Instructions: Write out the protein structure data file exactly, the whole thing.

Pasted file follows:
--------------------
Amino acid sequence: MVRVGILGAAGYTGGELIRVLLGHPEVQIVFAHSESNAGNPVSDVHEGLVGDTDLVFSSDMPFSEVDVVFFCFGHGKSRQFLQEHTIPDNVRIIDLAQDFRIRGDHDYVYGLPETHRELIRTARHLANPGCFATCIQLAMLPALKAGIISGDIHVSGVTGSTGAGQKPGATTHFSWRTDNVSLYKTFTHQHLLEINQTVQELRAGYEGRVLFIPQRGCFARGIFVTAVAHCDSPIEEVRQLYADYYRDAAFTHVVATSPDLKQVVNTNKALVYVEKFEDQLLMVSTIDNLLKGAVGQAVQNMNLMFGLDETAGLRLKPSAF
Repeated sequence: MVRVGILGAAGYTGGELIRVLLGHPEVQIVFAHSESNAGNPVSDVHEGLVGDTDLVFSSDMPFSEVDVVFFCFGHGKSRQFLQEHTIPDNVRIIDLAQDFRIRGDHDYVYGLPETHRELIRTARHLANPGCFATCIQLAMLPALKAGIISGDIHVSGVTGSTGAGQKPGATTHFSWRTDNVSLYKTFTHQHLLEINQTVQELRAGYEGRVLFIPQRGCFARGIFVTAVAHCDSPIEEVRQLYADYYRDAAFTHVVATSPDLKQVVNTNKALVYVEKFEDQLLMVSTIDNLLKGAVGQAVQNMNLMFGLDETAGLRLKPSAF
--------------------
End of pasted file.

Amino acid sequence: MVRVGILGAAGYTGGELIRVLLGHPEVQIVFAHSESNAGNPVSDVHEGLVGDTDLVFSSDMPFSEVDVVFFCFGHGKSRQFLQEHTIPDNVRIIDLAQDFRIRGDHDYVYGLPETHRELIRTARHLANPGCFATCIQLAMLPALKAGIISGDIHVSGVTGSTGAGQKPGATTHFSWRTDNVSLYKTFTHQHLLEINQTVQELRAGYEGRVLFIPQRGCFARGIFVTAVAHCDSPIEEVRQLYADYYRDAAFTHVVATSPDLKQVVNTNKALVYVEKFEDQLLMVSTIDNLLKGAVGQAVQNMNLMFGLDETAGLRLKPSAF
Repeated sequence: MVRVGILGAAGYTGGELIRVLLGHPEVQIVFAHSESNAGNPVSDVHEGLVGDTDLVFSSDMPFSEVDVVFFCFGHGKSRQFLQEHTIPDNVRIIDLAQDFRIRGDHDYVYGLPETHRELIRTARHLANPGCFATCIQLAMLPALKAGIISGDIHVSGVTGSTGAGQKPGATTHFSWRTDNVSLYKTFTHQHLLEINQTVQELRAGYEGRVLFIPQRGCFARGIFVTAVAHCDSPIEEVRQLYADYYRDAAFTHVVATSPDLKQVVNTNKALVYVEKFEDQLLMVSTIDNLLKGAVGQAVQNMNLMFGLDETAGLRLKPSAF